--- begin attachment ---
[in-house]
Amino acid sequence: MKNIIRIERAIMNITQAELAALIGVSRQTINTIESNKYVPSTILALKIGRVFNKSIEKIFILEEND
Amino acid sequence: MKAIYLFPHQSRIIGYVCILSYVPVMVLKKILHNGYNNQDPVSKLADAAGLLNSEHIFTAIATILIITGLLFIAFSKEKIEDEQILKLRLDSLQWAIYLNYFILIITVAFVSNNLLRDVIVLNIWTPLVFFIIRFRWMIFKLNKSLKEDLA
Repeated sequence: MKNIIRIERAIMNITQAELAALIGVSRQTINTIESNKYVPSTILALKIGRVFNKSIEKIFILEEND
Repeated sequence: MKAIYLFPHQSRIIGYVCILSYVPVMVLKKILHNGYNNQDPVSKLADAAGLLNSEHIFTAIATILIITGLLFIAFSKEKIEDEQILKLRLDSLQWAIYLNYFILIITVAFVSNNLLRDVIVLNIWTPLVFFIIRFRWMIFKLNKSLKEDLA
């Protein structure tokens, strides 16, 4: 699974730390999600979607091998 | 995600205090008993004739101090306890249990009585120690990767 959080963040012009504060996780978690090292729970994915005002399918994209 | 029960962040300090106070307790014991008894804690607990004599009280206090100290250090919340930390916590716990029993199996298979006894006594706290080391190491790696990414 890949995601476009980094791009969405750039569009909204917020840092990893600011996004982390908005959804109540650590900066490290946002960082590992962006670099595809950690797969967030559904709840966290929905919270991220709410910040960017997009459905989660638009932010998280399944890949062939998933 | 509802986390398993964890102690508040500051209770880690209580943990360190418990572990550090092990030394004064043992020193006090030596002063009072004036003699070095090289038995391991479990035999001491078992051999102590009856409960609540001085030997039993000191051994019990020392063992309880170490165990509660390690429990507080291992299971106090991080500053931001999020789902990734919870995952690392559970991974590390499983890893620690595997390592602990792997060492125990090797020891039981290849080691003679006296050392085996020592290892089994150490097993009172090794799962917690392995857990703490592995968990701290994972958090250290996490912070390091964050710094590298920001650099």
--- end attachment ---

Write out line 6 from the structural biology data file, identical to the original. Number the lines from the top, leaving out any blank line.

């Protein structure tokens, strides 16, 4: 699974730390999600979607091998 | 995600205090008993004739101090306890249990009585120690990767 959080963040012009504060996780978690090292729970994915005002399918994209 | 029960962040300090106070307790014991008894804690607990004599009280206090100290250090919340930390916590716990029993199996298979006894006594706290080391190491790696990414 890949995601476009980094791009969405750039569009909204917020840092990893600011996004982390908005959804109540650590900066490290946002960082590992962006670099595809950690797969967030559904709840966290929905919270991220709410910040960017997009459905989660638009932010998280399944890949062939998933 | 509802986390398993964890102690508040500051209770880690209580943990360190418990572990550090092990030394004064043992020193006090030596002063009072004036003699070095090289038995391991479990035999001491078992051999102590009856409960609540001085030997039993000191051994019990020392063992309880170490165990509660390690429990507080291992299971106090991080500053931001999020789902990734919870995952690392559970991974590390499983890893620690595997390592602990792997060492125990090797020891039981290849080691003679006296050392085996020592290892089994150490097993009172090794799962917690392995857990703490592995968990701290994972958090250290996490912070390091964050710094590298920001650099």